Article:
I love my hearing, though you wouldn’t have guessed from the way I used to treat it.
I’ve spent the last fifteen years producing electronic music, often on headphones to avoid annoying neighbours at antisocial hours; I’ve spent countless weekends in clubs, clinging to speakers when I wasn’t DJing myself; and I’ve played keys in several bands, often seated within deafening distance of an ear-piercing arsenal of cymbals.
I occasionally bought disposable earplugs from the chemist and left them to gather dust in a drawer: like many musicians, I chose not to think about long-term damage to a sense I believed I’d be able to rely on forever.
Until I first heard the ringing – similar to the sort I used to get after a night of heavy clubbing, but infinitely more unsettling.
I was running around the park when it started, and the sound was so sudden and distinct that I found myself having to sit down, a single word forcing itself to the front of my mind as I struggled to banish it from my thoughts: tinnitus.
That night I lay in bed listening to what sounded like a distant orchestra tuning up in a part of my head to which I had no access. I didn’t sleep a wink, and the next morning I called my friend Eddy Temple-Morris, a DJ and musician who has long been campaigning for greater awareness of the condition he’s suffered from since his early teens.
Some of the things Eddy told me about tinnitus – that’s it’s generally permanent and incurable, for example – compounded my fear; others, such as the number of famous musicians working with the condition, were reassuring.
Most memorably, he told me that at that moment I was in a bad place – my most trusted sense turning against me, my head filled with dark thoughts and a distressing sound I couldn’t control – but that things would get better; that my brain would learn to tune the sound out and turn it down, something I didn’t dare believe at the time, but which has mercifully proved to be true.
In the meantime, he told me that as soon as I had a chance I needed to get myself to a specialist clinic and do the thing I’d been putting off for the better part of two decades: I needed to buy myself a pair of professional ear defenders.
Eddy put me in touch with Geraldine at Harley Street Hearing, who saw me the following day. The ear defenders turned up a week later, just in time for a DJ gig I’d been dreading since the onset of the ringing.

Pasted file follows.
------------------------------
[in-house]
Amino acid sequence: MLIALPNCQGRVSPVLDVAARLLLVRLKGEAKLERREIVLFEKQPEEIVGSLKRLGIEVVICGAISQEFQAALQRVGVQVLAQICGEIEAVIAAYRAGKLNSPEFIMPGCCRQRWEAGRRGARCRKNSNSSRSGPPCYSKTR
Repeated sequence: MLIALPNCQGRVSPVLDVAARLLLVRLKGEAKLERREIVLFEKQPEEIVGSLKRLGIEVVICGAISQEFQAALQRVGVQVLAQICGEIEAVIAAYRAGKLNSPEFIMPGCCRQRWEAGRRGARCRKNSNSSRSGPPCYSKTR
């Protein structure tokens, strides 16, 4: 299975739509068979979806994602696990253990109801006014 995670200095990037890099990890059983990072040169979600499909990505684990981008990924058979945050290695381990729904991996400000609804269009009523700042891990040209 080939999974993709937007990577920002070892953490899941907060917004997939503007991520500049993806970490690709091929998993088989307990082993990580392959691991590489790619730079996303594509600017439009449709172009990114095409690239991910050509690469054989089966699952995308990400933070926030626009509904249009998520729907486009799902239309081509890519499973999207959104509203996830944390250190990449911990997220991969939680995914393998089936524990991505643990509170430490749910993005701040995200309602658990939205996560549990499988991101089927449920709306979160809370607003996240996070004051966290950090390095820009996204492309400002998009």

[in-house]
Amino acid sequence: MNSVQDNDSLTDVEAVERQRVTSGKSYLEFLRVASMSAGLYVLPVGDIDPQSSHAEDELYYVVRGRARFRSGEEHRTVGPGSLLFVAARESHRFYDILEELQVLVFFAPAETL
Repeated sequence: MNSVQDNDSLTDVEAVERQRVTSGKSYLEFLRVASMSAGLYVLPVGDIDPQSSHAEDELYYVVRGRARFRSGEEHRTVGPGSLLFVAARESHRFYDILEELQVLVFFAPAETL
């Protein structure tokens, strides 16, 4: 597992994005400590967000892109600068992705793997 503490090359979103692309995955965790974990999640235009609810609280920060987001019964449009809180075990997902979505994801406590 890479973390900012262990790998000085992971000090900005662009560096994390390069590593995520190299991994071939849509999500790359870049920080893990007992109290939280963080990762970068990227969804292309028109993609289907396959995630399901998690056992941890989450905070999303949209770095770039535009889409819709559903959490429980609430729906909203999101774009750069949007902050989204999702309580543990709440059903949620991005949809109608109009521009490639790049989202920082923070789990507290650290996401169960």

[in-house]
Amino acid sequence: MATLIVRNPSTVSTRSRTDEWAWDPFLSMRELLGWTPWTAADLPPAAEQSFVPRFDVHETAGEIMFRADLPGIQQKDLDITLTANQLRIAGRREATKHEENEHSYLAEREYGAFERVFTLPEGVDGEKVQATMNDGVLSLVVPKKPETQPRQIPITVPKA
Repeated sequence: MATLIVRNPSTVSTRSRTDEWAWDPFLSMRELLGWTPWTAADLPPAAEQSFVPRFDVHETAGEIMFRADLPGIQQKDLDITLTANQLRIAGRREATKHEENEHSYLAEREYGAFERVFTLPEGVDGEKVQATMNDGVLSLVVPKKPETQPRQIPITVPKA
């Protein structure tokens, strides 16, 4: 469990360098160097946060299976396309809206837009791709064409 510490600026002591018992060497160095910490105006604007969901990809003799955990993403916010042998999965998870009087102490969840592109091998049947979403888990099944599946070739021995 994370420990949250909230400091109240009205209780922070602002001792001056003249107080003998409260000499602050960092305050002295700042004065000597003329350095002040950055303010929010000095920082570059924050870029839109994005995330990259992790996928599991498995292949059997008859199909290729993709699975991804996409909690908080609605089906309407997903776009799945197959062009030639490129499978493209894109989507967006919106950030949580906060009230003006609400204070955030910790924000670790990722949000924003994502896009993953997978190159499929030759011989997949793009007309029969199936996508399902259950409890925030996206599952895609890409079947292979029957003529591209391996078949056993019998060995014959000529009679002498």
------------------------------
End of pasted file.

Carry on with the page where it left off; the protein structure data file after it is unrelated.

I needn’t have worried; with the earplugs in I found myself capable of hearing what was happening on stage better than I ever had in the past – the plugs filter out resonant frequencies, which means there’s no booming bass, no deadening mid-range or screeching top-end to drown out acoustic subtleties while they batter your hearing.
I was even able to pick out the voices of people around me in the club, something I’d not been able to do for years.
I’ve since played more shows, all of them with the earplugs in place, and the sense of hope it’s given me to know that I can still perform as well as produce music is priceless.
I only wish I’d started wearing them fifteen years ago, but hindsight isn’t a whole lot of use in these situations.
Music has the power to make us feel invincible, and it’s easy not to think about long-term damage to our hearing when it’s a sense we rely on so much.
But if you’re cranking up headphones to hear yourself mix in a club, if you’re producing your own music on maxed out monitor speakers, if you’re playing on stage near a drummer annihilating a set of cymbals – or if you are that drummer – if you’re doing any of these things and you’re not wearing ear protection, then you will have to think about long-term damage to your hearing, and it’s not going to be in a hypothetical, reading-an-article-on-the-internet sort of way.
If you love music, then you love your hearing. Get some proper ear defenders, and your hearing will love you back.